Chapter Eight: Bail Out
"That's a trophy wife," muttered Frost, looking at Jennifer Bayless applying her lipstick in the interrogation room.
"That's a lanka," Korsak corrected, causing both Jane and Frost to stare at him. "You don't know what a lanka is? Man you've never been married." After a moment, Korsak added, "Second Mrs. Korsak," and Jane ohhhhed silently in understanding.
On the other hand, Maura looked even more confused, "Lanka is another name for Sri Lanka, and it means 'respected island.' Are you trying to imply that your ex-wife was a respectable woman? Or perhaps that she was a fierce and mighty warrior?"
Both Jane and Korsak sighed. "A lanka," explained Korsak, "Is a kind of witchy woman. The sort that trick you into a relationship that seems all pure and laid back, but really they just want your soul. And they dress like that." He pointed through the window.
Jennifer Bayless was dressed like a slutty version of Maura. The clothes were tight, hugging her in all the right places, but in the totally wrong way. Jane and Frost tilted their heads identically, trying to size her up. "She'll fold like a cheap suit," decided Jane. "Frost, go for it."
The others waited while Frost went into the room.
There was no swagger in his step as Frost tossed a folder onto the table. "Mrs. Bayless," he said, grimly, sitting down. "You're facing multiple felony counts," Frost started, keeping the actual charges vague. "We have evidence your truck was used to transport a body from a crime scene, change his clothes, and dump the body in a public place."
Squirming a little in her seat, Jennifer Bayless looked away. "I didn't do anything," she said breathily. "You can ask my coworkers, we were at work late finishing up for year-end. It was an all-nighter."
Frost hmmed softly and opened the folder. "Your coworkers? The ones who said you left the all-nighter at 1am when your boyfriend stopped by?"
The woman started. "I don't know what you're talking about. I'm married." She flashed the rather large ring.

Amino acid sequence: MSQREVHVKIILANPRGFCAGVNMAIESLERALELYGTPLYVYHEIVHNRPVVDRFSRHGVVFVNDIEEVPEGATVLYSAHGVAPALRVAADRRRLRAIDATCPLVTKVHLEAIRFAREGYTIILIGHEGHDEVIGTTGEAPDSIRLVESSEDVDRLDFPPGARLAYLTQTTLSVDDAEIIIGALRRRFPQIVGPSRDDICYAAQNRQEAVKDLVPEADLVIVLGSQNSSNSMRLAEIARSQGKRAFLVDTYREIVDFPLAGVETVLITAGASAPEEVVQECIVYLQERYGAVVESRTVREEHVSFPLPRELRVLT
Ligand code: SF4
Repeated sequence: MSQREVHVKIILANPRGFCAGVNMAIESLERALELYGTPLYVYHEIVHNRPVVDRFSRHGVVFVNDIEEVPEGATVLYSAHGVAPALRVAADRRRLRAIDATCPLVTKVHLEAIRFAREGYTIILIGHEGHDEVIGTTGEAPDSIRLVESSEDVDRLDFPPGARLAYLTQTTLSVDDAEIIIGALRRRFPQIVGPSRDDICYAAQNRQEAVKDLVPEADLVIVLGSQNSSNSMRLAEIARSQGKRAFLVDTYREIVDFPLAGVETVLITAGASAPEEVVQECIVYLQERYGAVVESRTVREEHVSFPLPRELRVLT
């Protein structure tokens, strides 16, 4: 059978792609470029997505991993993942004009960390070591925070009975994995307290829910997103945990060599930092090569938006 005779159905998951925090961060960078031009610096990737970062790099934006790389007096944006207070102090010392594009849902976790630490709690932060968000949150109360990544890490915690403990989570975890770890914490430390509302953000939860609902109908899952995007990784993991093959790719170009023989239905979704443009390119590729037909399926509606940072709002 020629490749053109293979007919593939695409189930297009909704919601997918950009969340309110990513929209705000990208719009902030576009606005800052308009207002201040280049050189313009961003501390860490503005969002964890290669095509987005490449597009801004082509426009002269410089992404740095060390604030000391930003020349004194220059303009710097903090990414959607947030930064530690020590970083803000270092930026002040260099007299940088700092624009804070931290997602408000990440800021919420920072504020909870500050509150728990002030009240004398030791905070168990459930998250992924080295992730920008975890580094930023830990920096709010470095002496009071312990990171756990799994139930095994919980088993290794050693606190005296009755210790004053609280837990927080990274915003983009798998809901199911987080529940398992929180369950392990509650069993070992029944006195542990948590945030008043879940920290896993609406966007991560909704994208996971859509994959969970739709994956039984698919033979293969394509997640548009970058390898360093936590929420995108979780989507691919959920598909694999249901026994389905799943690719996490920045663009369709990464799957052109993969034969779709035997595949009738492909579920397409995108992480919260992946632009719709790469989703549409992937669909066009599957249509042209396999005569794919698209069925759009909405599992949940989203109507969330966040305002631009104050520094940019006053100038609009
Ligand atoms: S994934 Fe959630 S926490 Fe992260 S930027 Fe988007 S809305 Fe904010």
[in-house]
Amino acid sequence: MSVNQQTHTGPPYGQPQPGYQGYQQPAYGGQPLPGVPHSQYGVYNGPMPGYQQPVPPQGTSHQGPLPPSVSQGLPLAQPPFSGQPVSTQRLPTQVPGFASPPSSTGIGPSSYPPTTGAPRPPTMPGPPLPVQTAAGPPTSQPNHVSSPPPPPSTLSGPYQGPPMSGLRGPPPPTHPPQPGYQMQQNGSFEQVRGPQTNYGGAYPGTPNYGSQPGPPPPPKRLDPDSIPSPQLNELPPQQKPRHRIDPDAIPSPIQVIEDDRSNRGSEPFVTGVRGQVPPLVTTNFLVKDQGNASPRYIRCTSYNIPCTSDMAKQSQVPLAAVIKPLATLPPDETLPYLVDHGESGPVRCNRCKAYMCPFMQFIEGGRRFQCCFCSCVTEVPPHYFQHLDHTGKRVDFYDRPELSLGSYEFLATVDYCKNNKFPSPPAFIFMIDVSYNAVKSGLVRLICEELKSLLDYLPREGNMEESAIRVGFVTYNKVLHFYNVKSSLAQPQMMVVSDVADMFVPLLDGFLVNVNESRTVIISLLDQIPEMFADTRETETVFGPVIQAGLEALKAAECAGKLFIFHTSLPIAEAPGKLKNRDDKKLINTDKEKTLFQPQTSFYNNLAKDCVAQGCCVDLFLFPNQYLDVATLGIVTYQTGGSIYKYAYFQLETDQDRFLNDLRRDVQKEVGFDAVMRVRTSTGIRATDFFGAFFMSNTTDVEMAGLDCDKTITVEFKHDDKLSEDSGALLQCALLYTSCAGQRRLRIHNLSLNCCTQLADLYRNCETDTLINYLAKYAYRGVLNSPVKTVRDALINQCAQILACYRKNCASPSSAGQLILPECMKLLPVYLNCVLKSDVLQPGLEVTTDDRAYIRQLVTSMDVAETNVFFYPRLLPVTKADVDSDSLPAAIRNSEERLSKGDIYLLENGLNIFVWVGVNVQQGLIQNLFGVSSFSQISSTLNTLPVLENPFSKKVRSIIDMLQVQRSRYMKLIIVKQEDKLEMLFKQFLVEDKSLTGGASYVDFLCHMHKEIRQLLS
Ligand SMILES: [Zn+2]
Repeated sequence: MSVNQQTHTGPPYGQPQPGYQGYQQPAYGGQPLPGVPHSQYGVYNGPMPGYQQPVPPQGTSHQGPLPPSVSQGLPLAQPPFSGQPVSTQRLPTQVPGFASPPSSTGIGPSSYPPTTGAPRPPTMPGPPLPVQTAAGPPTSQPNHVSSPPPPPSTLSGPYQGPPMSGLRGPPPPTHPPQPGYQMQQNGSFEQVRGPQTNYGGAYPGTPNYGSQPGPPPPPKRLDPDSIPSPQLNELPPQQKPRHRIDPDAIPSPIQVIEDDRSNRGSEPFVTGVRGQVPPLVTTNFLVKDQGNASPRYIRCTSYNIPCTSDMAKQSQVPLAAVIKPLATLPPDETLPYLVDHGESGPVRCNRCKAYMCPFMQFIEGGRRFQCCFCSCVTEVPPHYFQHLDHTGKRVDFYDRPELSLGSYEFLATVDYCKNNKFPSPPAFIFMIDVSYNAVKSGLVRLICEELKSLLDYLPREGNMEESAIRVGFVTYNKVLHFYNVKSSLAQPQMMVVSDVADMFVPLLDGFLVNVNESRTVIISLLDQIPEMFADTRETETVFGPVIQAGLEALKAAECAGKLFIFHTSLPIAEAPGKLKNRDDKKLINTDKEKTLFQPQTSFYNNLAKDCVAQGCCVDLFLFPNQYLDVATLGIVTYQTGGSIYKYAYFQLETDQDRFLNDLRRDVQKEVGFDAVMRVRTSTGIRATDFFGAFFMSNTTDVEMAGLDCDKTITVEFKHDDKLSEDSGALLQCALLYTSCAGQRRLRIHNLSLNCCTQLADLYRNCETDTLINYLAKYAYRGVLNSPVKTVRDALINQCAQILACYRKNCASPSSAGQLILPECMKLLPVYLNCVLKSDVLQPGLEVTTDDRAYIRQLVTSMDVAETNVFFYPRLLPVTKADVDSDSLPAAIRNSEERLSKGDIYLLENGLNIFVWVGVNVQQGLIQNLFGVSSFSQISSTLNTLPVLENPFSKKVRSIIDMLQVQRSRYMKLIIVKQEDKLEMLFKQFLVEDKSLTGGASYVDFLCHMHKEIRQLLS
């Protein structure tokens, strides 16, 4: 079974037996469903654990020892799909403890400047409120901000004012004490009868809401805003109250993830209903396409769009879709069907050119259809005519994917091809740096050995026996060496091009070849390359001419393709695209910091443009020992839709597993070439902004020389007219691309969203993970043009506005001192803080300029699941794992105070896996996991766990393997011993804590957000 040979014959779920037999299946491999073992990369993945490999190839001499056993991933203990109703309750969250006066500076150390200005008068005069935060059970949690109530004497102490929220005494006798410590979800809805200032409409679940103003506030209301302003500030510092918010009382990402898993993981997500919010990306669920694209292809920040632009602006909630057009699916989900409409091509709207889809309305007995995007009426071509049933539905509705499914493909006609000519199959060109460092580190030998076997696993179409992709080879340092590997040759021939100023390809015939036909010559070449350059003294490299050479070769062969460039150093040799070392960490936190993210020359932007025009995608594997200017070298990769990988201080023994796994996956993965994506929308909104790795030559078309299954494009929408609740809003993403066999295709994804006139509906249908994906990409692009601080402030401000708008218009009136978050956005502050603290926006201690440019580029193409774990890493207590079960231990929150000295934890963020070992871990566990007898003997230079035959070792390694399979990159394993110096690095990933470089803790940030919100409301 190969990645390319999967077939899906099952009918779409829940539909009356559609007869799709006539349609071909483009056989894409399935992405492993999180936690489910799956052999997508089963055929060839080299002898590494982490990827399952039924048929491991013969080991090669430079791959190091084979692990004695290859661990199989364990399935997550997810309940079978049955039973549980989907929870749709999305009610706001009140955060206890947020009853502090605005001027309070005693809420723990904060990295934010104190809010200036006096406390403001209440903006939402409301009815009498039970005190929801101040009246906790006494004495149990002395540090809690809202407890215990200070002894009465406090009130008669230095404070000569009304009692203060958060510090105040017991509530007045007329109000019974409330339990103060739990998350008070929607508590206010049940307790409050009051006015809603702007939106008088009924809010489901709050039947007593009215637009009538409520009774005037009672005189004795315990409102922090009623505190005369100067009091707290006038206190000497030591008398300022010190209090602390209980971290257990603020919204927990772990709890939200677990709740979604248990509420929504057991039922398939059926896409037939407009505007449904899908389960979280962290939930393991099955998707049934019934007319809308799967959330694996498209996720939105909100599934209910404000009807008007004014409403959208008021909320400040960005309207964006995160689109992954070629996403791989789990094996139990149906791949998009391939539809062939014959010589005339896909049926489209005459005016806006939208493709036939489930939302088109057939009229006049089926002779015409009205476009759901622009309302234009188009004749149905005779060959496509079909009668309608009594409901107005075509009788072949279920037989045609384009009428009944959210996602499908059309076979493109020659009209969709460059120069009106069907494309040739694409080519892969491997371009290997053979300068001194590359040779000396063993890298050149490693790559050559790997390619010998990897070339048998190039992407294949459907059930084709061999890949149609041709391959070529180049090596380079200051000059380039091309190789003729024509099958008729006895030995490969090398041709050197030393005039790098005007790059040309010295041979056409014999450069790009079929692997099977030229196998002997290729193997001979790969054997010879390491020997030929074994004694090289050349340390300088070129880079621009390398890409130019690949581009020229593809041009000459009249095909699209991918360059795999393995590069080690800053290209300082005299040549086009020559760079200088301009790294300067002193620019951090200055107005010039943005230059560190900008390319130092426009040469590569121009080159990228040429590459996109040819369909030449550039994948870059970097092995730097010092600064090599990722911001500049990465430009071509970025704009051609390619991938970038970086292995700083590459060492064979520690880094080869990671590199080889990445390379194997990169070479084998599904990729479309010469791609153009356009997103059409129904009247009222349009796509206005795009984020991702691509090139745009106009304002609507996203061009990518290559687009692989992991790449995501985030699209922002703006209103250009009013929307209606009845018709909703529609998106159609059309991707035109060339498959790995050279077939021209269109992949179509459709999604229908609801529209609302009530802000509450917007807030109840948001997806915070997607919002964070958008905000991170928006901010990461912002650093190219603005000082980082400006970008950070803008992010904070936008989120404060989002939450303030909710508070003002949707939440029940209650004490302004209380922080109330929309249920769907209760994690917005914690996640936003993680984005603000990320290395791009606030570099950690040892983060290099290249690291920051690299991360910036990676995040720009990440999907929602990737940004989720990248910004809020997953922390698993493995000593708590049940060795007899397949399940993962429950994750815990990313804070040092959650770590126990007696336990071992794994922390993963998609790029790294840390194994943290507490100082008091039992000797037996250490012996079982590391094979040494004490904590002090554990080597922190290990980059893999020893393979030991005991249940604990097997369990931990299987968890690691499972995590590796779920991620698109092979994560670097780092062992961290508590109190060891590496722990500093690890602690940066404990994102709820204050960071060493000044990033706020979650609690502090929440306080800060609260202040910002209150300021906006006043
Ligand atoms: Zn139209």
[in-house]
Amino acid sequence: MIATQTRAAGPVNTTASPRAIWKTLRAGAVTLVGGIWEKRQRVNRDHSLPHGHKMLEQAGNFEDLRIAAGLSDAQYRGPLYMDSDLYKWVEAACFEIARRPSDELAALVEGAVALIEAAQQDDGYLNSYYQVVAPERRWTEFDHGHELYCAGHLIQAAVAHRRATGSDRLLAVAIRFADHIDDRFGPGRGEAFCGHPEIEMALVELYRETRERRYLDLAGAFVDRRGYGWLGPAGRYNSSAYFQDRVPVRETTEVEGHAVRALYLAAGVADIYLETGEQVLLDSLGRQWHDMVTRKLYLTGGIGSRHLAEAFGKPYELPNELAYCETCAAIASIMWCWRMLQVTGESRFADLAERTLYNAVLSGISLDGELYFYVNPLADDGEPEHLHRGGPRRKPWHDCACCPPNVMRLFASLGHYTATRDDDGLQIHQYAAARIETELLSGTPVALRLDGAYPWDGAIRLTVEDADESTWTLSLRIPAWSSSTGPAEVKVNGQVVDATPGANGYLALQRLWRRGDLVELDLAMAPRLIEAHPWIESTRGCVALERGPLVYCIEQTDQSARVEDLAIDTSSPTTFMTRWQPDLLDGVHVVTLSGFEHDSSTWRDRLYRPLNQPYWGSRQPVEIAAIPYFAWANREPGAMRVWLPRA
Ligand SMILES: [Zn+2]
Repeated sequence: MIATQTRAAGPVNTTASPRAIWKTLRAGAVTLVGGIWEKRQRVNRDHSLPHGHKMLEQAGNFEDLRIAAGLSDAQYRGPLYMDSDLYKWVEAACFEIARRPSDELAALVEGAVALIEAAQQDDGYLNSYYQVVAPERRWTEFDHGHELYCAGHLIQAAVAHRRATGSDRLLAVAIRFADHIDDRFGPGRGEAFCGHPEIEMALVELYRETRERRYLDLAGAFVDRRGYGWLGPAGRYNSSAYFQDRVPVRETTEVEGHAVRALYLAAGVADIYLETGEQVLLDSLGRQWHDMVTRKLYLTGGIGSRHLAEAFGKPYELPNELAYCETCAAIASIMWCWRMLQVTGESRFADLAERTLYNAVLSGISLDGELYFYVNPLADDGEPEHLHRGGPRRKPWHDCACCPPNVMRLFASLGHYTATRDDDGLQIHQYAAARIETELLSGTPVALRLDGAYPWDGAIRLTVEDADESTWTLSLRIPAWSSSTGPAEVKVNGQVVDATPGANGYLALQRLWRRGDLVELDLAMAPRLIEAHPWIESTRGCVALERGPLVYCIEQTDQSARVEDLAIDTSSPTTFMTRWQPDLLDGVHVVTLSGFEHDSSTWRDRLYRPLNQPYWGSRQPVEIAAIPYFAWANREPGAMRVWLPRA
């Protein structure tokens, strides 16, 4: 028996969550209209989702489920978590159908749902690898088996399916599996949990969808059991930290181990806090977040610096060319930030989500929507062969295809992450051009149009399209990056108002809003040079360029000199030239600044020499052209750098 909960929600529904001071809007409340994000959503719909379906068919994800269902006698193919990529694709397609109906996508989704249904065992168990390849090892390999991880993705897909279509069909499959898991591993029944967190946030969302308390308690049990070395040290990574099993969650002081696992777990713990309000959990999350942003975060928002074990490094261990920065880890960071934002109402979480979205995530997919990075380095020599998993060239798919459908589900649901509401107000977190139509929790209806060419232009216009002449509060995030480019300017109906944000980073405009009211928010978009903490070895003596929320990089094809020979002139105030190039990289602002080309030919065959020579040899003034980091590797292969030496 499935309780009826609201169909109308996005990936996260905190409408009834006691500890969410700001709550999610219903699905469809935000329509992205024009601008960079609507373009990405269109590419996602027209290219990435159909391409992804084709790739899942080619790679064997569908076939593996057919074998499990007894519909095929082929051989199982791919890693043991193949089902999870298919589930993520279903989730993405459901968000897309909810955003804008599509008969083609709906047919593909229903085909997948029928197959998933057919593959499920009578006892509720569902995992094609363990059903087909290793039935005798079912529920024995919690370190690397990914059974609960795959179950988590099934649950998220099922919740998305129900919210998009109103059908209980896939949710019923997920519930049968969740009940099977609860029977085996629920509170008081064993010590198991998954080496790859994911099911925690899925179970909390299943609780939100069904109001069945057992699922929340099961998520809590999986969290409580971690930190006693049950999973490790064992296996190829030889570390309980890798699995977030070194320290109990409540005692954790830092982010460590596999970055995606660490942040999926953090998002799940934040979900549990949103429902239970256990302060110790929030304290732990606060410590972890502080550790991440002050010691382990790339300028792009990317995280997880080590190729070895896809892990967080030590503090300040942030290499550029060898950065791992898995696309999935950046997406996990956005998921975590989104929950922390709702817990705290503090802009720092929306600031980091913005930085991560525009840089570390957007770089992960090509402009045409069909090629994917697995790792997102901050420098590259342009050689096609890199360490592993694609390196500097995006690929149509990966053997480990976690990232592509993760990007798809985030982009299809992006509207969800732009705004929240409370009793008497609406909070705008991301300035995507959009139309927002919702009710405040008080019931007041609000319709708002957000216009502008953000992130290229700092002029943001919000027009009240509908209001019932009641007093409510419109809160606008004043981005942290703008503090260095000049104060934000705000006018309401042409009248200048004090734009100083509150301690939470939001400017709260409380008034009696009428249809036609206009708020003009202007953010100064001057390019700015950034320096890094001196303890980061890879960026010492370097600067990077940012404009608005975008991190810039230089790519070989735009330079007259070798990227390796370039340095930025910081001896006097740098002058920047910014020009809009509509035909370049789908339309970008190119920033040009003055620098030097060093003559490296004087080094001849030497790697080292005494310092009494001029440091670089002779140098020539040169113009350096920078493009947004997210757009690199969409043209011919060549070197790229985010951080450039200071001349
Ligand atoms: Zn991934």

"That's right. You're married to Greg Bayless, out of work since April 2010. A year and a half, how've you been holding up?"
Jennifer's eyes narrowed. "We make do. Tighten our belts."
Frost's grim smile extended and he tossed a print up over to Mrs. Bayless. "I didn't know shopping at high end stores counted as belt-tightening."
They both looked at the expenses from her credit card. "I'm helping the economy," she offered, her voice quavering.
Jane grinned and whispered. "Push it, Barry. Get her on the ropes."
"The economy," drawled Frost. "Right. The economy. You got your husband a brand new truck to help the economy?" That was right, assured Jennifer. "And you run errands for your boss, picking up all sorts of personal items, for the economy?" Again, she said this was so. "So, what errand were you running between one o'clock and two-twenty-five in the morning last Tuesday?"
Pursing her lips in an attempt to be coquettish, Jennifer hesitated. "He needed a clean suit."
"Your boss normally call you up in the middle of the night for clothes? He must pay you extra." Frost flipped through his pages. "Looks like he pays you a lot more for data entry than everyone else. You must be pretty impressive. How many words per minute do you average?" No answer. Frost let the line play out, asking more and more detailed questions about the job Jennifer supposedly did. No answer.
Behind the glass, Jane and Korsak were grinning ear to ear. Maura looked concerned. "Shouldn't she ask for a lawyer?" Both detectives shot her with a glare. "What? She has the right to an attorney."
"Hey, Dr. Death, I don't tell you how to do your job!" snapped Jane, her eyes sparkling with delight. Holding up her hands in defense, Maura said nothing further, but tacitly acknowledged Jane's points, won by having a reasonable excuse to call her by her faux-gang name, Dr. Death.